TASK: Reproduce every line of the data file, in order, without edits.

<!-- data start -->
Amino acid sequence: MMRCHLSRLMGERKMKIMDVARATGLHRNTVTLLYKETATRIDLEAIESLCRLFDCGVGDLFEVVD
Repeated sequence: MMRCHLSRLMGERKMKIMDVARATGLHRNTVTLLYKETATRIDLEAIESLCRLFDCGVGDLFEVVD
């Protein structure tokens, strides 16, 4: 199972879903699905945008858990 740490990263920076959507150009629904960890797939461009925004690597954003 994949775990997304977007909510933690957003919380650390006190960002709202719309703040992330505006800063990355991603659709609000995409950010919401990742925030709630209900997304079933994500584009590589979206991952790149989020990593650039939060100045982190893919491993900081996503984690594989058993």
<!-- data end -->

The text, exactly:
Amino acid sequence: MMRCHLSRLMGERKMKIMDVARATGLHRNTVTLLYKETATRIDLEAIESLCRLFDCGVGDLFEVVD
Repeated sequence: MMRCHLSRLMGERKMKIMDVARATGLHRNTVTLLYKETATRIDLEAIESLCRLFDCGVGDLFEVVD
């Protein structure tokens, strides 16, 4: 199972879903699905945008858990 740490990263920076959507150009629904960890797939461009925004690597954003 994949775990997304977007909510933690957003919380650390006190960002709202719309703040992330505006800063990355991603659709609000995409950010919401990742925030709630209900997304079933994500584009590589979206991952790149989020990593650039939060100045982190893919491993900081996503984690594989058993």